- “I force myself to be fascinated by the topic for the next ten minutes no matter what.”
- “I practice catching myself in the moments when I start to space out.”
How to Improve Your ACT Reading Score: Core Strategies
Only read once, with pencil in hand.
ACT Reading is fast. You only have about 8.5 minutes to read and respond to each passage. So when you’re working on pace, you have to be ruthless.
Underline main ideas. Circle names and transition words. Try to get a sense of the outline of the author’s argument. Then move on to the questions.
(Sometimes students tell me, “But I can’t skim! I’m the kind of person who needs to understand everything before I start on the questions.” That’s a beautiful dream, but you have to let it go).
Aim to finish reading and annotating each passage within 3.5 minutes.
That leaves you 5 minutes (or a few seconds longer) for answering questions.
Don’t get trapped in a rereading “loop.”
If you hit a sentence or paragraph that makes no sense to you, don’t go back and reread it. Draw a line in the margin and skip ahead to the next clear idea.
Skip chunks of text that list details or examples.
Maybe you see a topic sentence like, Between 1890 and 1925, Lyon’s restaurants opened in all of Britain’s major metropolitan areas. You glance ahead and you see that the rest of that paragraph is a list of cities, dates, and the number of Lyons restaurants in each one. Instead of trying to cram all that into your brain, just draw a line down the margin and write a quick note to yourself (maybe locs, meaning “locations”). If you hit a question later that’s asking where there were restaurants on a certain date, you know where to look for that information. Otherwise, you can forget it.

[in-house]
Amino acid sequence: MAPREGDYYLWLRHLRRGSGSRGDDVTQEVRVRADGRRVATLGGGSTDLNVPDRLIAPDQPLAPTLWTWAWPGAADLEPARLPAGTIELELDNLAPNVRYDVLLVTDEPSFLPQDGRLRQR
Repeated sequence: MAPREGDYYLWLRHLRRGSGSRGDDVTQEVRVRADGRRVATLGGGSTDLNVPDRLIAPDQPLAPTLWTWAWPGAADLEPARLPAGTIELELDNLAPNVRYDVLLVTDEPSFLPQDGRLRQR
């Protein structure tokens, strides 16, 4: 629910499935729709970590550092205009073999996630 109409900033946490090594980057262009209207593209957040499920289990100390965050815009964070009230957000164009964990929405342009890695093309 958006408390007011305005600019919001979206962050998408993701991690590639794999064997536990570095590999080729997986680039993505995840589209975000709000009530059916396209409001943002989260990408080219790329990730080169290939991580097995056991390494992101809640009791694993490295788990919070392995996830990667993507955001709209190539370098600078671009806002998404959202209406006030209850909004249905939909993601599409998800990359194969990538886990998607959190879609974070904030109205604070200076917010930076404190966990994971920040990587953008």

Read the introduction.
You know that little paragraph in bold type, hanging out at the top of the passage? Many students skip right over it: a mistake that can cost them points.
Because the pace of ACT Reading is so fast, you need to get oriented to each passage as quickly as possible:
- What’s it about?
- What kind of language is it written in? (Early nineteenth-century baroque style with twisty syntax? Minimalist fiction with short sentences and lots of unspoken implications?)
- What might the author’s purpose be? (Persuasive? Informative? Both?)